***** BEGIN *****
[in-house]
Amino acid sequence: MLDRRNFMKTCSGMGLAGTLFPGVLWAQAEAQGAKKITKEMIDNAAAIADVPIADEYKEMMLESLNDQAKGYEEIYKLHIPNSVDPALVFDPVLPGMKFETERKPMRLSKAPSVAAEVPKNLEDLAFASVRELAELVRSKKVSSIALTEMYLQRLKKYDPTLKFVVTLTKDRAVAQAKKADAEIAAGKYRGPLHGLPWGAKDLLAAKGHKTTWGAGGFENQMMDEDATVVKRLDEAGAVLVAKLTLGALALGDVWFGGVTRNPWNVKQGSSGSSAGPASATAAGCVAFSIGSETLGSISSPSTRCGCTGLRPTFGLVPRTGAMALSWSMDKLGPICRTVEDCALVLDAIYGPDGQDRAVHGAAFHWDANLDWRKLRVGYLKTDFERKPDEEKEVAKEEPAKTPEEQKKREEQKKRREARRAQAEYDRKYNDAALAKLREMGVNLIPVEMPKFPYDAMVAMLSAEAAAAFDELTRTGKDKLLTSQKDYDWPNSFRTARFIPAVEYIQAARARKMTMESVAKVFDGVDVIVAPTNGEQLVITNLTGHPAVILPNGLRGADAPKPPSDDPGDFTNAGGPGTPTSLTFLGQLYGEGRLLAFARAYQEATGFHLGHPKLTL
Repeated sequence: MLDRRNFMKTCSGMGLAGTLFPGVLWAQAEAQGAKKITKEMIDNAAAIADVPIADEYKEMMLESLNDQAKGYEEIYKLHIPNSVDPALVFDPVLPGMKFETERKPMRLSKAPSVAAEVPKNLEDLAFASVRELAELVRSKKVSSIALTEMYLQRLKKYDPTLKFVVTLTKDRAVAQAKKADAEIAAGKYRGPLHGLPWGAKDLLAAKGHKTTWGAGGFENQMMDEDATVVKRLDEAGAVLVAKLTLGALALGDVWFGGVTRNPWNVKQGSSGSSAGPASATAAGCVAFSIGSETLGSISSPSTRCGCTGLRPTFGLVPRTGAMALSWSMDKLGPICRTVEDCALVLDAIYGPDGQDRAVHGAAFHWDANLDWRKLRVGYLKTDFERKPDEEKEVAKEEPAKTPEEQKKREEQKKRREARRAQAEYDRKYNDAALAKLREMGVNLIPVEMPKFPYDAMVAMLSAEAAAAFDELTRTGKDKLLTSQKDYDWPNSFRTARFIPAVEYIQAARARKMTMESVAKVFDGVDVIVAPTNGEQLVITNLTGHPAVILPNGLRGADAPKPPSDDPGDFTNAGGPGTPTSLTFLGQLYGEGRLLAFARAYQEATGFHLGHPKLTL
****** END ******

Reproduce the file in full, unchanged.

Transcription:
[in-house]
Amino acid sequence: MLDRRNFMKTCSGMGLAGTLFPGVLWAQAEAQGAKKITKEMIDNAAAIADVPIADEYKEMMLESLNDQAKGYEEIYKLHIPNSVDPALVFDPVLPGMKFETERKPMRLSKAPSVAAEVPKNLEDLAFASVRELAELVRSKKVSSIALTEMYLQRLKKYDPTLKFVVTLTKDRAVAQAKKADAEIAAGKYRGPLHGLPWGAKDLLAAKGHKTTWGAGGFENQMMDEDATVVKRLDEAGAVLVAKLTLGALALGDVWFGGVTRNPWNVKQGSSGSSAGPASATAAGCVAFSIGSETLGSISSPSTRCGCTGLRPTFGLVPRTGAMALSWSMDKLGPICRTVEDCALVLDAIYGPDGQDRAVHGAAFHWDANLDWRKLRVGYLKTDFERKPDEEKEVAKEEPAKTPEEQKKREEQKKRREARRAQAEYDRKYNDAALAKLREMGVNLIPVEMPKFPYDAMVAMLSAEAAAAFDELTRTGKDKLLTSQKDYDWPNSFRTARFIPAVEYIQAARARKMTMESVAKVFDGVDVIVAPTNGEQLVITNLTGHPAVILPNGLRGADAPKPPSDDPGDFTNAGGPGTPTSLTFLGQLYGEGRLLAFARAYQEATGFHLGHPKLTL
Repeated sequence: MLDRRNFMKTCSGMGLAGTLFPGVLWAQAEAQGAKKITKEMIDNAAAIADVPIADEYKEMMLESLNDQAKGYEEIYKLHIPNSVDPALVFDPVLPGMKFETERKPMRLSKAPSVAAEVPKNLEDLAFASVRELAELVRSKKVSSIALTEMYLQRLKKYDPTLKFVVTLTKDRAVAQAKKADAEIAAGKYRGPLHGLPWGAKDLLAAKGHKTTWGAGGFENQMMDEDATVVKRLDEAGAVLVAKLTLGALALGDVWFGGVTRNPWNVKQGSSGSSAGPASATAAGCVAFSIGSETLGSISSPSTRCGCTGLRPTFGLVPRTGAMALSWSMDKLGPICRTVEDCALVLDAIYGPDGQDRAVHGAAFHWDANLDWRKLRVGYLKTDFERKPDEEKEVAKEEPAKTPEEQKKREEQKKRREARRAQAEYDRKYNDAALAKLREMGVNLIPVEMPKFPYDAMVAMLSAEAAAAFDELTRTGKDKLLTSQKDYDWPNSFRTARFIPAVEYIQAARARKMTMESVAKVFDGVDVIVAPTNGEQLVITNLTGHPAVILPNGLRGADAPKPPSDDPGDFTNAGGPGTPTSLTFLGQLYGEGRLLAFARAYQEATGFHLGHPKLTL